Wanted: Leaders who can bounce from crises

Wanted: Leaders who can bounce from crises

MUMBAI: Resilience has emerged as the most important trait in a leader steering an organisation. The last two months of uncertainty, brought on by the coronavirus pandemic and the subsequent lockdown, has resulted in a deep introspection among business leaders. Whatever they have learnt in management schools and the qualities they have imbibed during the course of their careers — be it foresight, experience, humility or courage — have all been put to test. Very few may stand up and say they have not come unstuck. Experts said, going forward, resilience will be the key quality organisations will gauge in prospective leaders. Resilience is the ability to bounce back from adversity or endure hardship.

Gits Food Products director (sales & marketing) Sahil Gilani admits the metrics he measured himself against as a leader have changed entirely during the current crisis. “At this point, I am as new a leader as anyone else would be. It no longer matters whether you have more experience than others in the traditional ways — the measurement tools are totally different with the current situation. The kind of resilience you need today as a leader are different from what it was two months ago,” said Gilani.

In the pre-Covid era, leaders were chosen based on a set of traits, key among which were humility, ethics, courage, experience and execution. Egon Zehnder managing partner Pallavi Kathuria said resilience stands out among a host of others as this is the key trait that will help leaders not just cope but transform as they come out of this crisis. “During a crisis, leaders need to lead themselves and others with resilience. Resilient leaders and organisations led by them recover more quickly from a crisis and learn from disruption.”

Prabir Jha People Advisory founder & CEO Prabir Jha said, “Resilience is a psychological and emotional state to withstand criticism, defeat, setbacks, disappointments and contradictory stakeholder expectations. In the post-Covid world, the ability to take these in your stride and bounce back each time will be vital. The moving parts will be just too many. And we will not always win, we will not always have answers.”

During the lockdown, manufacturers faced a peculiar situation of getting permissions from every state they operate in, and district magistrates were taking decisions on whether a plant could function or not based on Covid-positive cases in their area, and every day was a new day. “Regardless of hurdles of workforce, transport, materials — all of which had to be arranged with great difficulty — one never lost patience or cool and had to have stellar resilience levels to combat the situation, keep the entire team and all stakeholders positive, confident, charged up and convinced at all times,” said Parle Products executive director Arup Chauhan.

Resilient leaders, said Kathuria, don’t see a crisis — they see a transition. “It is a three-phase process from stabilise to cope, to learn, and transform that people go through as they internalise and come to terms with the details of the new situation that the change brings about,” said Kathuria. Even at the workplace earlier, all leaders had to do was spend time outside their cabin and talk to employees. “My intuition led to gauge people based on their body language. One could sense whether or not an assigned work would be carried out. However, it’s difficult to read a person or understand a situation on a videoconference. Leaders will have to imbibe new skills to do that,” said Gilani.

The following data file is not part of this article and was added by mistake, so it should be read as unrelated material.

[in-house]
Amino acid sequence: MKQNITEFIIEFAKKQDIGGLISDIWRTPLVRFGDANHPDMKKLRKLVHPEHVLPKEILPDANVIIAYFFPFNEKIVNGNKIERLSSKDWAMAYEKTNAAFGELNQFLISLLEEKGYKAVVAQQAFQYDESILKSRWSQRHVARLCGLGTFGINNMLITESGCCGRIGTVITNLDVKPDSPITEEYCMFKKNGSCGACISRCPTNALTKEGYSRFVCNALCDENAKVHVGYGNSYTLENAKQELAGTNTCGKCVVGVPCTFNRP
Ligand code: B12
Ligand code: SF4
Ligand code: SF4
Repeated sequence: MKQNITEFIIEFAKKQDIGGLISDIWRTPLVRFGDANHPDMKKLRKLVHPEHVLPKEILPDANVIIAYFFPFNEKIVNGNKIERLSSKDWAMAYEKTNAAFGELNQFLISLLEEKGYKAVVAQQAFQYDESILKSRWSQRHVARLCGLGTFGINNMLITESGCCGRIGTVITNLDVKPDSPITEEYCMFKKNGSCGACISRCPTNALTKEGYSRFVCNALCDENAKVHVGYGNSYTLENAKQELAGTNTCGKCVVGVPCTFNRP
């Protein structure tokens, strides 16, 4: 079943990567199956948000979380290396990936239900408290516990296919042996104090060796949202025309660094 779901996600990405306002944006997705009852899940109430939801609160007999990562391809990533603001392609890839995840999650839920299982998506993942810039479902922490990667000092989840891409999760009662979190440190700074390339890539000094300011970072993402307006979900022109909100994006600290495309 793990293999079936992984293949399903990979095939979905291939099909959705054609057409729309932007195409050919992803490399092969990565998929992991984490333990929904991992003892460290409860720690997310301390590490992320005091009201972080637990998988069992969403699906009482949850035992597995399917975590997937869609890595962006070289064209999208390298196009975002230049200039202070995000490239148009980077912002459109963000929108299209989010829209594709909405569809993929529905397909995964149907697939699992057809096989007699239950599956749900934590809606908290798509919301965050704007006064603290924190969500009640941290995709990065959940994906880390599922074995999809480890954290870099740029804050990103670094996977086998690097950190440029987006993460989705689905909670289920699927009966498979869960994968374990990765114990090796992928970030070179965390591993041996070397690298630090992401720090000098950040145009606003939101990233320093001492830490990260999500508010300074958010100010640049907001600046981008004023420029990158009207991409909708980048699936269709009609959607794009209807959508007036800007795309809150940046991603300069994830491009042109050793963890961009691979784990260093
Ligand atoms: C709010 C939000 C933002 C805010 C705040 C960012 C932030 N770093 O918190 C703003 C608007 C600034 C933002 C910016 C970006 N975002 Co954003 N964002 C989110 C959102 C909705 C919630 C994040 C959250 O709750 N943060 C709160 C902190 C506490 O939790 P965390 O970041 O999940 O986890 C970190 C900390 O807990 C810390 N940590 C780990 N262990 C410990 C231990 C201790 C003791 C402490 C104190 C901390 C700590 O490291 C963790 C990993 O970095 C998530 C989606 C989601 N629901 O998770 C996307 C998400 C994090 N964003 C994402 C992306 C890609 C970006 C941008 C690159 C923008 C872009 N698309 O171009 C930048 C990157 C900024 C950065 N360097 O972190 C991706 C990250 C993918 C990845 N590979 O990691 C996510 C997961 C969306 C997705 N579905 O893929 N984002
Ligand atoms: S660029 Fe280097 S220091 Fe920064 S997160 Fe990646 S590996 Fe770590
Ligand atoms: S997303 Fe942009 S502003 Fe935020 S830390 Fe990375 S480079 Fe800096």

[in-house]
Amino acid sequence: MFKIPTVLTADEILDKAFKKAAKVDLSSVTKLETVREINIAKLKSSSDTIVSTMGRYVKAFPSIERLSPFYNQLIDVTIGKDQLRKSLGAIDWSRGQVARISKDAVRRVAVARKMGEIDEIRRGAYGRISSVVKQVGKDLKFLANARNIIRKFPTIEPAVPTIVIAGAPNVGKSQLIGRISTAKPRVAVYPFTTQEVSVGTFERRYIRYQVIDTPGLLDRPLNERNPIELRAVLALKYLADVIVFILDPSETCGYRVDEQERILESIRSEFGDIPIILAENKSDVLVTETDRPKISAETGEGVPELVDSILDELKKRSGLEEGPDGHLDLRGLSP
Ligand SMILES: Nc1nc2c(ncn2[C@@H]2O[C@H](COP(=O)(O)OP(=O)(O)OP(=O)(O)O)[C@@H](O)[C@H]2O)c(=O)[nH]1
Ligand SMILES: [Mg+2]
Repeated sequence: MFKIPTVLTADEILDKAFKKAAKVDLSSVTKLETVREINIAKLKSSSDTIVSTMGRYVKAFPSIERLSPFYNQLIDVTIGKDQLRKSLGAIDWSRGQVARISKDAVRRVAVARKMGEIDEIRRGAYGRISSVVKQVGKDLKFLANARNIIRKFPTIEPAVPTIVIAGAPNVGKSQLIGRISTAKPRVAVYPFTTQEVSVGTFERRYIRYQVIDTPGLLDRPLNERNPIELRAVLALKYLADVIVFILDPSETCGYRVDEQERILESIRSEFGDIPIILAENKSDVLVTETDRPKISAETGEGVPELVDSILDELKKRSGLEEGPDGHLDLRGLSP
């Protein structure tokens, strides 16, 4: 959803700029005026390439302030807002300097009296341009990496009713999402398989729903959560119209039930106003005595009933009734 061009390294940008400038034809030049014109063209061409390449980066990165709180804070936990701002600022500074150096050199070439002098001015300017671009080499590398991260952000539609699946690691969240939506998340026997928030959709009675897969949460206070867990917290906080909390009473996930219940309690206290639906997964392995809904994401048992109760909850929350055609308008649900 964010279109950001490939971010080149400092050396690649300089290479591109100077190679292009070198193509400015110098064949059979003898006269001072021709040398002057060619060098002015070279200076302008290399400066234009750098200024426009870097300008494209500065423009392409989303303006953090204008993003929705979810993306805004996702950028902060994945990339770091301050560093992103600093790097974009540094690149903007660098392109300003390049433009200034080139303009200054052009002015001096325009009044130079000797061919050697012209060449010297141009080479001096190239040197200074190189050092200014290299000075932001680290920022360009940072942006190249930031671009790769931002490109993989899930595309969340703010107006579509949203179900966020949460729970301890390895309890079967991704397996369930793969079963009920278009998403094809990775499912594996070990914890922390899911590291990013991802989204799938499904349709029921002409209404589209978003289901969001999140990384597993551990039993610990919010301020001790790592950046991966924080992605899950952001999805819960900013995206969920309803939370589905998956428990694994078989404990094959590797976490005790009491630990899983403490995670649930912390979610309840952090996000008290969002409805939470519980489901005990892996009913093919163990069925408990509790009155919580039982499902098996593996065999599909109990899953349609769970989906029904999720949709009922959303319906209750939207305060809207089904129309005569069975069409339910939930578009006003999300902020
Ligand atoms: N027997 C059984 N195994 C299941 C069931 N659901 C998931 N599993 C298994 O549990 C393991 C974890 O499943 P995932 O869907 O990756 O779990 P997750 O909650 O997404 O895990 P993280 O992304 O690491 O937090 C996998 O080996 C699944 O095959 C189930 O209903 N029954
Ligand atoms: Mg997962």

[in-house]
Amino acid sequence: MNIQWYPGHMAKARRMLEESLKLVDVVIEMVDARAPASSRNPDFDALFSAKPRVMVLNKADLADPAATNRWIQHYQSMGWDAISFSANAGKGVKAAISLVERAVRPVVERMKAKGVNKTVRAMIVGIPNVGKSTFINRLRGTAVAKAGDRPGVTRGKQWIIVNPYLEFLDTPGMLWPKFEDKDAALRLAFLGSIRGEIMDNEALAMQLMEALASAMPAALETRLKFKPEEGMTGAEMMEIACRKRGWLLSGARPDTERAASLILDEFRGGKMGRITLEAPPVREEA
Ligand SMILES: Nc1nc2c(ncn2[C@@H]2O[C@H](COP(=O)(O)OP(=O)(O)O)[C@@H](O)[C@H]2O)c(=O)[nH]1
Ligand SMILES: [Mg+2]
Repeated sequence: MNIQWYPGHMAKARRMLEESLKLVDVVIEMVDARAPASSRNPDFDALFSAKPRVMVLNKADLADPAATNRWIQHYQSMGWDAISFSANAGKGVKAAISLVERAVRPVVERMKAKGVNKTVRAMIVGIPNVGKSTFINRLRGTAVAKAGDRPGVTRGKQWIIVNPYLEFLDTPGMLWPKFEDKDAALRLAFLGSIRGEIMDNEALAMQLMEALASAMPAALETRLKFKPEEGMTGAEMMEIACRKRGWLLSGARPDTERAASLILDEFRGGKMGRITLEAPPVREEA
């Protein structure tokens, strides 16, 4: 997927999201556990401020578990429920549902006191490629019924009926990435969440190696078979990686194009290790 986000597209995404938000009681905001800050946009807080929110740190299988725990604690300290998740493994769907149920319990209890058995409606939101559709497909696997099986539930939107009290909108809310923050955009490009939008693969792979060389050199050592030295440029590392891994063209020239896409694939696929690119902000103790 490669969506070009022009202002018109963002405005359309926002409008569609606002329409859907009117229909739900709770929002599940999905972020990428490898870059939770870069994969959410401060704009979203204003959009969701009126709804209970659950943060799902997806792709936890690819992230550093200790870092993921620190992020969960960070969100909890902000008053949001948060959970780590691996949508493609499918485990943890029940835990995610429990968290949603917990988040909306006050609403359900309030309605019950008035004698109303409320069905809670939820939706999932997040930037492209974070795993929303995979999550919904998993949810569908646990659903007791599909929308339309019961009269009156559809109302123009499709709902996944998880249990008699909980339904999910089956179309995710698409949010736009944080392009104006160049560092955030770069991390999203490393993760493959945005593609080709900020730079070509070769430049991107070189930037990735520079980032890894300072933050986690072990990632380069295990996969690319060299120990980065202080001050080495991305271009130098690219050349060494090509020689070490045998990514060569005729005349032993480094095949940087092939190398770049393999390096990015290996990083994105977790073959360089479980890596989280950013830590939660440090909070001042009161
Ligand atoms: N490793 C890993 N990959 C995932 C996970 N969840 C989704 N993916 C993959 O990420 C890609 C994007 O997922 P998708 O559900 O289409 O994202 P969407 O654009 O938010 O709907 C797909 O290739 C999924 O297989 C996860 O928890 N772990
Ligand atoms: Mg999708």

Jha said leaders must look beyond themselves. “Beyond accenting some dimensions like courage and humility, I would look at resilience, comfort with ambiguity, and willingness to be vulnerable as key shifts. There will be situations galore where you will need to think and behave in the moment and what you think, say and do consistently will really define leadership. Unfortunately, there are no cookie cutter formulae any more,” he said.

Going forward, Kathuria said CEOs will need to balance the ‘doing’ aspect of their work — quickly, considering and executing all the business requirements the crisis presents — and the ‘being’ aspect, which embodies compassion, empathy, energy, and resilience of spirit that their followers need to feel safe and motivated.

Till date, CEOs were used to applying the ‘being’ side of their role in large part to serve the `doing’. “Given the enormity of this crisis and the need to actively attend to its massive human effects with empathy and care, while trying to protect and save the business, it presents a new leadership mandate that requires vigilance to keep the two in perpetual balance moving forward. Several critical considerations are rising to the fore, all of which draw upon the ‘being’ and ‘doing’ functions of great leadership,” said Kathuria.

Kathuria said while the fundamental framework and methodology of leadership assessment and development will not change, there would now be more focus on assessing resilience and management of ambiguity, while adding that the experience of leading turnarounds will become more relevant.




About Riya Jain 1991 Articles
Guys, Here I post government jobs, sarkari naukri, jobs information, jobs searching tips, jobs preparation tips etc. Visit my profile and find your desire jobs information.

Be the first to comment

Leave a Reply